During its  126-year history, through the administrations of 13 superintendents, the Kentucky Military Institute enrolled and educated  approximately 12,000 young men and boy cadets.   About 200 of this number were from foreign countries, the United States possessions and territories.  Most of their voices have been long-silenced.

Those who confronted and upheld in conscious pursuit or suffered the causes of freedom and honor at the risk of life; those who were determined to defend or to fight for some national purpose in peace or war, and those who persevered to hold steadfast the tenets of faith, loyalty and truth, with no mental reservation or purpose of evasion have left their scars on a misty epitaph for the ages.

With the passage of time, present generations witnessed not their deeds, their accomplishments, their flaws and weaknesses.  But should the echoes of their past become muted without reflection, all memorable contributions and personal benefactions are ash... and only their spirit remains.

- James D. Stephens
class of 1933

The Kentucky Military Institute enjoyed a long and prestigious history in the field of education in Kentucky.  It drew students from all over the country, especially from the Ohio valley and the South.  Located first in Franklin County southeast of Frankfort, it became not only an educational institution, but also a social element in the life of Kentucky's capital city.  Older family papers and records reflect this fact.  The institute, founded in 1845, was chartered  on 20 January 1847.  The school was to be operated as a quasi military corps of the commonwealth, and the Governor was authorized to issue a commission of "Colonel" to the Superintendent.  The school was to be open to any commissioned officer of the state militia, and to such other students as could qualify themselves "after a full examination upon all branches of the arts and sciences, and literature taught at the institute, and upon satisfactory evidence that said graduates have been engaged in literary pursuits for three years thereafter, or have remained at the Institute, as residents for one year."  Upon meeting these qualifications cadets were graduated with the appropriate degree, or "the degree of graduate of the Kentucky Military Institute."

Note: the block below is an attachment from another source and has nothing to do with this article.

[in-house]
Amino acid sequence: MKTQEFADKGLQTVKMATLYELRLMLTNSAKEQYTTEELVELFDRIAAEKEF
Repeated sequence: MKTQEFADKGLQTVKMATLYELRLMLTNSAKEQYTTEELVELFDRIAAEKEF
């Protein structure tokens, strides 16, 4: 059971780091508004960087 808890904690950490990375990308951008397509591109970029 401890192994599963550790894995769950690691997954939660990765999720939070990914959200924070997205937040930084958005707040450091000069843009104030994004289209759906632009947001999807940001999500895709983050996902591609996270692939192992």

Two years later, the General Assembly of Kentucky amended the charter of the Kentucky Military Institute to include the Franklin Institute in it's organization.  The name of the institution was changed to the Kentucky Collegiate and Military Institute.  The Institute operated many years as a collegiate institution with state chartered literary societies and chapters of national Greek letter fraternities, including Alpha Tau Omega, Chi Phi, Delta Kappa Epsilon, Phi Delta Theta, and Sigma Alpha Epsilon.  The creation of the school followed the pattern being set in the rest of the South by operating military institutes, ostensibly to serve as an officer training adjunct to the state militia systems.  Training in these military institutes was to become  a noteworthy mark in the South, and the military annals of both the region and the Nation were filled with the names of officers and other respected individuals who had graduated from their classrooms.  The Kentucky Military Institute, or "KMI" as it was affectionately known, graduated hundreds of students who not only went into military service, but also filled the literary and scientific mandate of the original charter.